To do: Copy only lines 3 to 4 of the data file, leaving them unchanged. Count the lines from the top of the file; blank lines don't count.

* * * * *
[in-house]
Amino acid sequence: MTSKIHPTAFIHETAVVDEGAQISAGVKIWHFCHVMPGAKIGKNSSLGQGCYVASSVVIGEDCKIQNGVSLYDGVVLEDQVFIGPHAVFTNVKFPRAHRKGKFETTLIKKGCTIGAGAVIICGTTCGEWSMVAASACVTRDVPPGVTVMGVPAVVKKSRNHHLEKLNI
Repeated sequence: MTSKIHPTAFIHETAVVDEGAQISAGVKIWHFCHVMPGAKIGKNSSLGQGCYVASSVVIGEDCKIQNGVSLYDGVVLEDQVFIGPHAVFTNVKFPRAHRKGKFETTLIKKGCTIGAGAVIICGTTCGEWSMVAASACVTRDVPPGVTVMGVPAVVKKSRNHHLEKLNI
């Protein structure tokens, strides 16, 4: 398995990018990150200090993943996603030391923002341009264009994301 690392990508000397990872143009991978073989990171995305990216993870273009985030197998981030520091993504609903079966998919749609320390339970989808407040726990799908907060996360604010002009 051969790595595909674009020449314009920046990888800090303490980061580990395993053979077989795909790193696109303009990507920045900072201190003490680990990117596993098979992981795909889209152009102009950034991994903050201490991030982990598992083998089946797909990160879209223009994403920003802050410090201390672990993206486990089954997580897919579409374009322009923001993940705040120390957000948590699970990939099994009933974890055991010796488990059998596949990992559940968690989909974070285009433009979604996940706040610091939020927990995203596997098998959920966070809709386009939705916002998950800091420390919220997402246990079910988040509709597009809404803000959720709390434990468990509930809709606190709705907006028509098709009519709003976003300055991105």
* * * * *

Repeated sequence: MTSKIHPTAFIHETAVVDEGAQISAGVKIWHFCHVMPGAKIGKNSSLGQGCYVASSVVIGEDCKIQNGVSLYDGVVLEDQVFIGPHAVFTNVKFPRAHRKGKFETTLIKKGCTIGAGAVIICGTTCGEWSMVAASACVTRDVPPGVTVMGVPAVVKKSRNHHLEKLNI
């Protein structure tokens, strides 16, 4: 398995990018990150200090993943996603030391923002341009264009994301 690392990508000397990872143009991978073989990171995305990216993870273009985030197998981030520091993504609903079966998919749609320390339970989808407040726990799908907060996360604010002009 051969790595595909674009020449314009920046990888800090303490980061580990395993053979077989795909790193696109303009990507920045900072201190003490680990990117596993098979992981795909889209152009102009950034991994903050201490991030982990598992083998089946797909990160879209223009994403920003802050410090201390672990993206486990089954997580897919579409374009322009923001993940705040120390957000948590699970990939099994009933974890055991010796488990059998596949990992559940968690989909974070285009433009979604996940706040610091939020927990995203596997098998959920966070809709386009939705916002998950800091420390919220997402246990079910988040509709597009809404803000959720709390434990468990509930809709606190709705907006028509098709009519709003976003300055991105």